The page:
For Families and Carers : Further Education

Young woman using computer at college

Photo copyright Richard Bailey

Education – Further Education

This is a brief introduction – please see Further information below for more detailed resources

You may also like to look at our page on Planning for Adulthood.

Leaving school


In year 9 all pupils with a statement or EHCP must have a review specifically looking at preparing for adulthood. This is often known as transition planning. For more information see our sections on Teenagers and young adults and on SEN and the law. At this point you and your son or daughter should be looking amongst other things at the options for post 16 education. Even if the current school caters for pupils up to age 19, it is still important to plan early. All schools have a duty to provide independent careers advice for pupils age 13 upwards.

Some of the options may be

  • 16+ course in a special school – this is likely to have a focus on practical lifeskills
  • Mainstream school sixth form – some but not all school sixth forms provide vocational courses and foundation learning.
  • Course in a sixth form college or general FE college. This may be a separate course for people with learning difficulties focussing on practical skills for life and work. You could also look at additional support on a mainstream vocational course.
  • Specialist college (also known as Independent Specialist Provider or ISP) – many but not all of these colleges are residential
  • A supported internship or other work-related learning

Our Celebrating Success booklet has some case studies of young people in different types of further education settings

Extra help in college


Colleges have now been brought within the remit of legislation relating to special educational needs and disabilities. Colleges must have regard to the new Code of Practice on SEND. They must do their best to ensure that students’ needs are met and must plan and deliver appropriate support.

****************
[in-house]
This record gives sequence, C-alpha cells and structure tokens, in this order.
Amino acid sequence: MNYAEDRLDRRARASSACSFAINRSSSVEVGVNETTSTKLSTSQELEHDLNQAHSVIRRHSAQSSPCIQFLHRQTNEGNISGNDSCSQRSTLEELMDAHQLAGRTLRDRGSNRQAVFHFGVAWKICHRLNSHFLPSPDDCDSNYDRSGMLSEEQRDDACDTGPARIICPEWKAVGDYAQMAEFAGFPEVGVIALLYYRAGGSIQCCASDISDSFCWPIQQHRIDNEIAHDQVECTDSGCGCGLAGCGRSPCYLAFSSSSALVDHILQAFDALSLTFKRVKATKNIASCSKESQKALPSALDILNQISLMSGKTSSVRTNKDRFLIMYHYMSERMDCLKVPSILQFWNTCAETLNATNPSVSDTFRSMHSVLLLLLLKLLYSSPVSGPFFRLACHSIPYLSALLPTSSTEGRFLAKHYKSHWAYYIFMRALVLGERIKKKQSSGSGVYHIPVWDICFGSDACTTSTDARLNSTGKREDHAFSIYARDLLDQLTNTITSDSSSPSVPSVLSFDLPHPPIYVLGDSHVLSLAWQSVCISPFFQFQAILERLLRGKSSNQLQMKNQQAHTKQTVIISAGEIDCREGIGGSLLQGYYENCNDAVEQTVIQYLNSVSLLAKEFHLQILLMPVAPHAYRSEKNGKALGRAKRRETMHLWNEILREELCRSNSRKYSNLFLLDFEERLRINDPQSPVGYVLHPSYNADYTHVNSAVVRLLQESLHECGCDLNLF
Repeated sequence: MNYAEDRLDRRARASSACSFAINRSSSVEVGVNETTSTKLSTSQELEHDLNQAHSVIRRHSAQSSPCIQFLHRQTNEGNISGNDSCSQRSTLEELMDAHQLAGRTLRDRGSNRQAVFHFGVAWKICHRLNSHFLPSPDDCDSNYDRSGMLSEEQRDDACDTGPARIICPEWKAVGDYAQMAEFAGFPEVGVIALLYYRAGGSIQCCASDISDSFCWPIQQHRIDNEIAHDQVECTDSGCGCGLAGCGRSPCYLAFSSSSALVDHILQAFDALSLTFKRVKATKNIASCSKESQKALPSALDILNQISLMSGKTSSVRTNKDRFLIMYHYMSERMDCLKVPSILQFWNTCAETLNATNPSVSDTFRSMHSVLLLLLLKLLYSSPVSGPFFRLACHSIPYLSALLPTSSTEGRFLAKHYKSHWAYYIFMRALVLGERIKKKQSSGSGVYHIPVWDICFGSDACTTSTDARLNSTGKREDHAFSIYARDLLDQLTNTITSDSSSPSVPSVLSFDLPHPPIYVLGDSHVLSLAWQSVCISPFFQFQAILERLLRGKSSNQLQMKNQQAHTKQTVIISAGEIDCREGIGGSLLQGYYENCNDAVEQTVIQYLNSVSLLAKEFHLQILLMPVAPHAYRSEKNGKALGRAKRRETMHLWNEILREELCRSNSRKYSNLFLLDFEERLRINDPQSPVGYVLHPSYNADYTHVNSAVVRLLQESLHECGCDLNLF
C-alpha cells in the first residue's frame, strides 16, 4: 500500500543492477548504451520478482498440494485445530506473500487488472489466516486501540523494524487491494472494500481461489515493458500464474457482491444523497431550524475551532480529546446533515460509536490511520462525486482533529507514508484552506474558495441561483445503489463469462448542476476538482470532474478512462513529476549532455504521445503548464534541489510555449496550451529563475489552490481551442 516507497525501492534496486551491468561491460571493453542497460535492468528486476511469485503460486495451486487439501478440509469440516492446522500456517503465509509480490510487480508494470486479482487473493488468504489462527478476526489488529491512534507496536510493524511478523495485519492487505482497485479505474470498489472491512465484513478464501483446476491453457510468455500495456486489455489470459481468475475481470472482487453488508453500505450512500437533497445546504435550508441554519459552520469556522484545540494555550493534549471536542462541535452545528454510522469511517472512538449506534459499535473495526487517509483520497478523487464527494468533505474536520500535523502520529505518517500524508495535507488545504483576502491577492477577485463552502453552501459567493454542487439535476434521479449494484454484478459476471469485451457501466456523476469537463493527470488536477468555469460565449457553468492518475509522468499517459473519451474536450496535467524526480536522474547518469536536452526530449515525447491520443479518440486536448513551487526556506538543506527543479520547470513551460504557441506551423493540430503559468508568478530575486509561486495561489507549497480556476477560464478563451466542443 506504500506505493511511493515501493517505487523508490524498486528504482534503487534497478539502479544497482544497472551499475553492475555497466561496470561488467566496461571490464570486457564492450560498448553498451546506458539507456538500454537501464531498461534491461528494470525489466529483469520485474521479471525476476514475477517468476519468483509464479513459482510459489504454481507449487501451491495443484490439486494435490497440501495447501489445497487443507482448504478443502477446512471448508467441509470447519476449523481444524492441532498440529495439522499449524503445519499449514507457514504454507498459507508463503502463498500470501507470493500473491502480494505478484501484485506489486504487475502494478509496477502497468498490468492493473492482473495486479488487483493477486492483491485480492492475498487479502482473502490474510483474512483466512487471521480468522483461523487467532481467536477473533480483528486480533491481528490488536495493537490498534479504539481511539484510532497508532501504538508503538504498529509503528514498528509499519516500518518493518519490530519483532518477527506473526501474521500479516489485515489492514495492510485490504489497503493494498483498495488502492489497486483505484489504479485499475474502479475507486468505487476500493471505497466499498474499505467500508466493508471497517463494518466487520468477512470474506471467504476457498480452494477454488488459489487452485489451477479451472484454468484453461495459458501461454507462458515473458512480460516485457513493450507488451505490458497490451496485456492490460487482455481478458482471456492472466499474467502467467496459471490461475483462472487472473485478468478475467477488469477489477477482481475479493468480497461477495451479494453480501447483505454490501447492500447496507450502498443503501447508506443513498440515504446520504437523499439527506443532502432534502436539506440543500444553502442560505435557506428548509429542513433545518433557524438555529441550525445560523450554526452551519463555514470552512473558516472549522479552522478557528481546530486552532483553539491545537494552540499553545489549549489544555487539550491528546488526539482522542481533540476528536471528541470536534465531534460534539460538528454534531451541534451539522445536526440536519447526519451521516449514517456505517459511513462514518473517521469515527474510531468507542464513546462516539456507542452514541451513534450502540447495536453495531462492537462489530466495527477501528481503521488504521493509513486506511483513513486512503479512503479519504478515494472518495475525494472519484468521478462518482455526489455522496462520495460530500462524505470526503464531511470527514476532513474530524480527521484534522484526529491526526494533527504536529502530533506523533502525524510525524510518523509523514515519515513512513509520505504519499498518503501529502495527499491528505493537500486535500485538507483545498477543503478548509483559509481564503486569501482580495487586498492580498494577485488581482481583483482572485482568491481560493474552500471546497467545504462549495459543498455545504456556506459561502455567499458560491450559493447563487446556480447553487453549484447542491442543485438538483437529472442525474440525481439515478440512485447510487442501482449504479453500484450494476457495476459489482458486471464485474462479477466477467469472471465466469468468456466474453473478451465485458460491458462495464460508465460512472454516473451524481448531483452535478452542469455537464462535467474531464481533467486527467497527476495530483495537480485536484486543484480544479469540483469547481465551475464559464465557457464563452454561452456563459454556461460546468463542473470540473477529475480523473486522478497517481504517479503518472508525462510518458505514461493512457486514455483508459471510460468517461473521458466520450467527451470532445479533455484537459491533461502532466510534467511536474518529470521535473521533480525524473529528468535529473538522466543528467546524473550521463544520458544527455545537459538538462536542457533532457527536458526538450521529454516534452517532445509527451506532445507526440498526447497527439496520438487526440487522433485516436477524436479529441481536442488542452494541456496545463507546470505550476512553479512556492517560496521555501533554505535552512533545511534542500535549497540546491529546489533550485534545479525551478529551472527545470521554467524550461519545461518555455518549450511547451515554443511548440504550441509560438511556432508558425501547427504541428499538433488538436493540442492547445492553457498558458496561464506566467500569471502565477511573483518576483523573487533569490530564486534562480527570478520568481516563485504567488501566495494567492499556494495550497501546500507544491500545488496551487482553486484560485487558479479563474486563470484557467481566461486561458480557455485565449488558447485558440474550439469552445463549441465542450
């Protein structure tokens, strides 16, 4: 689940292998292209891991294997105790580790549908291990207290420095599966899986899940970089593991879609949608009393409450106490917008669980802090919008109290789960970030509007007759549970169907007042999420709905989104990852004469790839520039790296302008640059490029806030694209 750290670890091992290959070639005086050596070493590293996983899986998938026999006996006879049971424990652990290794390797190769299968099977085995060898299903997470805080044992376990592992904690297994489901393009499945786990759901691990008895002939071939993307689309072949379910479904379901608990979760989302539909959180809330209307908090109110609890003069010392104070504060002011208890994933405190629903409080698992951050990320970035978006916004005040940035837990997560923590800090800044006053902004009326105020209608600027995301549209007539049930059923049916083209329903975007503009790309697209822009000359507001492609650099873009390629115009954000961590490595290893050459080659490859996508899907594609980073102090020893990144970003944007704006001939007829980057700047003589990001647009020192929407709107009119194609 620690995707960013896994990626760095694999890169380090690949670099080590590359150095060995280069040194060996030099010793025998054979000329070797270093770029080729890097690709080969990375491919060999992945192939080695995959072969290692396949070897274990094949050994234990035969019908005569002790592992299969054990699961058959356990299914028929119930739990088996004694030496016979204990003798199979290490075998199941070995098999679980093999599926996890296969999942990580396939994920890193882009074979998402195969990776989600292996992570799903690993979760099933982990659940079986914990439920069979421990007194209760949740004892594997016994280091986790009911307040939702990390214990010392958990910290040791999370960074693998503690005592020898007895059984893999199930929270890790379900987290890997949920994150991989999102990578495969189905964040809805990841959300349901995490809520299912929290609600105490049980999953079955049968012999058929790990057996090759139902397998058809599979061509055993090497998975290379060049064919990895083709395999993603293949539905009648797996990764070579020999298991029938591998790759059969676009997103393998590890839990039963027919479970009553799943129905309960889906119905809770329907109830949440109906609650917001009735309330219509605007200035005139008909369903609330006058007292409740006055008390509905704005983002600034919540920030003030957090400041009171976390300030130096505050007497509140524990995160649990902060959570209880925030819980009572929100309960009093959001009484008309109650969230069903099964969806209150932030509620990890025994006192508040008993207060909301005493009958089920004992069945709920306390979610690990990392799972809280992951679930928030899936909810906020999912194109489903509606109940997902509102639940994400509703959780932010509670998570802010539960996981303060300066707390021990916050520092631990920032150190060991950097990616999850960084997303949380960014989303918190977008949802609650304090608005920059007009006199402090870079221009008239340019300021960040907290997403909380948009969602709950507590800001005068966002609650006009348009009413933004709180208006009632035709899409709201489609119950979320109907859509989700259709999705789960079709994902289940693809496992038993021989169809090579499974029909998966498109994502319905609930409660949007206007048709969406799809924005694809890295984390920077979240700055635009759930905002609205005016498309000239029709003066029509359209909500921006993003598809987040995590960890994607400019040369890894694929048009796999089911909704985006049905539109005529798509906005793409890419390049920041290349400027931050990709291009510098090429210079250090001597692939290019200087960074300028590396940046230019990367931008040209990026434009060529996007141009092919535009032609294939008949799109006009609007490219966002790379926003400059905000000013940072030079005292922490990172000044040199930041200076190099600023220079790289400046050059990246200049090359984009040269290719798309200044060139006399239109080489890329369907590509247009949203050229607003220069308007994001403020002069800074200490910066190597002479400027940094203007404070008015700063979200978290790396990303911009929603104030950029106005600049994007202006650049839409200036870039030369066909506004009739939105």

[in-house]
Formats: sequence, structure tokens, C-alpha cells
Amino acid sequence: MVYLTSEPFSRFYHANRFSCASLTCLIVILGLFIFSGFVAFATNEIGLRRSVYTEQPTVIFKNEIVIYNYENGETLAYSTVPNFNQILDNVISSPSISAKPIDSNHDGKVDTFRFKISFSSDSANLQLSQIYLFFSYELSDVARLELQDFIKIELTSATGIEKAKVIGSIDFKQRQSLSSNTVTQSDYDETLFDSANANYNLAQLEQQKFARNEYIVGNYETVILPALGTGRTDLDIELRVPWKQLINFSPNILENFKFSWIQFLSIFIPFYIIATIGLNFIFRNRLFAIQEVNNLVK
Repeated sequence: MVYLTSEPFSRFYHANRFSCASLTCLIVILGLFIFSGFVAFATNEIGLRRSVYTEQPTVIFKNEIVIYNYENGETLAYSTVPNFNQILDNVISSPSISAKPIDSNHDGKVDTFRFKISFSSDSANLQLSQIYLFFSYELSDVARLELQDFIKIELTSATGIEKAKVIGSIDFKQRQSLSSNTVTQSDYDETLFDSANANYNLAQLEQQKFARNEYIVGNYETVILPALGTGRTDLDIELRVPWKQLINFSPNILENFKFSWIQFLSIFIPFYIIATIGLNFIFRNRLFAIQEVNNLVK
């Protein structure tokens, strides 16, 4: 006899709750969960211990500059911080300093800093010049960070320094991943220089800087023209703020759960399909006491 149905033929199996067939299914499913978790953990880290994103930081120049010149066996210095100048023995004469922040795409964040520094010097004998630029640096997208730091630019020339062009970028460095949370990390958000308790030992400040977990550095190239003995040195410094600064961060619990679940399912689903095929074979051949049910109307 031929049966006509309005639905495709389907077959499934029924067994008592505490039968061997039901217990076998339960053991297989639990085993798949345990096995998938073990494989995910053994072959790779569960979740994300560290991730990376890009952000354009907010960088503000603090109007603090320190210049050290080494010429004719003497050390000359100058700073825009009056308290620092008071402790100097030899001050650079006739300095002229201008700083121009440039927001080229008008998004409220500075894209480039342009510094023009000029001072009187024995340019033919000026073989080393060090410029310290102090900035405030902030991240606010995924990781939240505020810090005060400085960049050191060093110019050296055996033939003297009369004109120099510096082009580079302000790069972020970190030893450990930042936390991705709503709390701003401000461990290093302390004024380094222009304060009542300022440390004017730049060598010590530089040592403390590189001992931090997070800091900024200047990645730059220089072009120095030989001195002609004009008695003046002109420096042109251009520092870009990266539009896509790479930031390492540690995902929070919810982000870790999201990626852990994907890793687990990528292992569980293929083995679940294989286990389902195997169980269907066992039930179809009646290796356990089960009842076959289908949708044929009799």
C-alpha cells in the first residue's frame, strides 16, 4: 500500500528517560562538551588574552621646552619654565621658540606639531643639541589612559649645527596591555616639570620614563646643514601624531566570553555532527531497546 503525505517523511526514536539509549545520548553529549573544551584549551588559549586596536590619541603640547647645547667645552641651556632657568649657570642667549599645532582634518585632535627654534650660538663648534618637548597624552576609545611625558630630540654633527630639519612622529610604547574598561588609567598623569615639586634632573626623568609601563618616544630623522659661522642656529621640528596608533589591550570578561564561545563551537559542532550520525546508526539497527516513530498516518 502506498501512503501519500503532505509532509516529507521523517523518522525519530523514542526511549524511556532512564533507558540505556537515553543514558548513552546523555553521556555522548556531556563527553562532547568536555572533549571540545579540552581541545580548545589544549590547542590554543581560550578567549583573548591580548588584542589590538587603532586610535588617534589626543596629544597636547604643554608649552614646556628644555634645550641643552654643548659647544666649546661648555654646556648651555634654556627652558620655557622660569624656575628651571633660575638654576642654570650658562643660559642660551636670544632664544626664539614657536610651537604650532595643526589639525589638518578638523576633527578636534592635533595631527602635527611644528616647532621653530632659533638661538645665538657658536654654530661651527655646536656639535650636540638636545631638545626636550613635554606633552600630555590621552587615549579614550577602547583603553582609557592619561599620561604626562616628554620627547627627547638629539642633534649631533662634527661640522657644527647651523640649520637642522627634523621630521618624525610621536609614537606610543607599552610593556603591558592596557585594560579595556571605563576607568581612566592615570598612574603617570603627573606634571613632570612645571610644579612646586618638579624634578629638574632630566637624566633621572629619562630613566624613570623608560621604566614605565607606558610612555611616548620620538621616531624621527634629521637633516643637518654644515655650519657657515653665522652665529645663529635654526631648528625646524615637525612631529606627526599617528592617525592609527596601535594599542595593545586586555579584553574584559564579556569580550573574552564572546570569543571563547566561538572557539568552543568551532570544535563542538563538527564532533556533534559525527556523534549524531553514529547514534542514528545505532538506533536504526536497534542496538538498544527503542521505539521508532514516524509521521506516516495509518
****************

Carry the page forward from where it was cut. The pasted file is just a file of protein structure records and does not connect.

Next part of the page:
Whereas previously a statement of SEN lapsed when a young person left school, the new Education Health and Care Plans can continue into college. It is also possible to ask for an EHC assessment for a young person already in college.  For more information see our pages on SEN and the law.

As with younger children, you should make sure that everyone teaching your son or daughter is informed about the specific learning profile of young people with Down’s syndrome. It may be helpful to help the young person draw up a one page profile with the most important information about them

Curriculum and assessment


The curriculum for all 16-19 year olds and for 19-24 year olds with special educational needs or disabilities must follow the government guidelines on Study Programmes. A study programme should include

  • Opportunity to progress
  • Decent sized qualification
  • Maths and English (this can be practical literacy and numeracy)
  • Non qualification activity and work experience

However study programmes can be very flexible for students with SEND. For example not all students will be able to undertake a major qualification. Preparing for Adulthood has a factsheet on study programmes. See under Further information below

Some young people with Down’s syndrome will be able to attain vocational qualifications such as BTEC. However all young people should have access to some form of accreditation such as pre entry and entry level certificates or the ASDAN programmes for students with learning difficulties. It’s important to check with the college what kind of qualification will be on offer to your son or daughter.

Further help and information


From the DSA

The information team at the DSA is happy to answer your education related queries. Please call the helpline on 0333 1212 300. Our Education Officer is available to take education calls on Tuesday and Thursday mornings, 10am – 1pm.

Celebrating Success – Further Education and Employment  – some examples of good practice in inclusion

Early Support – Down syndrome – The DSA has co-written this comprehensive guide from the Early Support project – now covers up to age 25

DSA training The DSA Access Project provides a range of training options for families and schools

DSA Workfit – Connecting employers and employees with Down’s syndrome

From other organisations

Information, Advice and Support Services Network (IASS) – this has links to your local information, advice and support service for special educational needs and disability. This was previously called Parent Partnership.

One page profiles – information from Helen Sanderson Associates

NATSPEC – Association of National Specialist Colleges

Preparing for adulthood – Programme funded by the Department for Education to support the SEND reforms. Lots of useful resources on this site.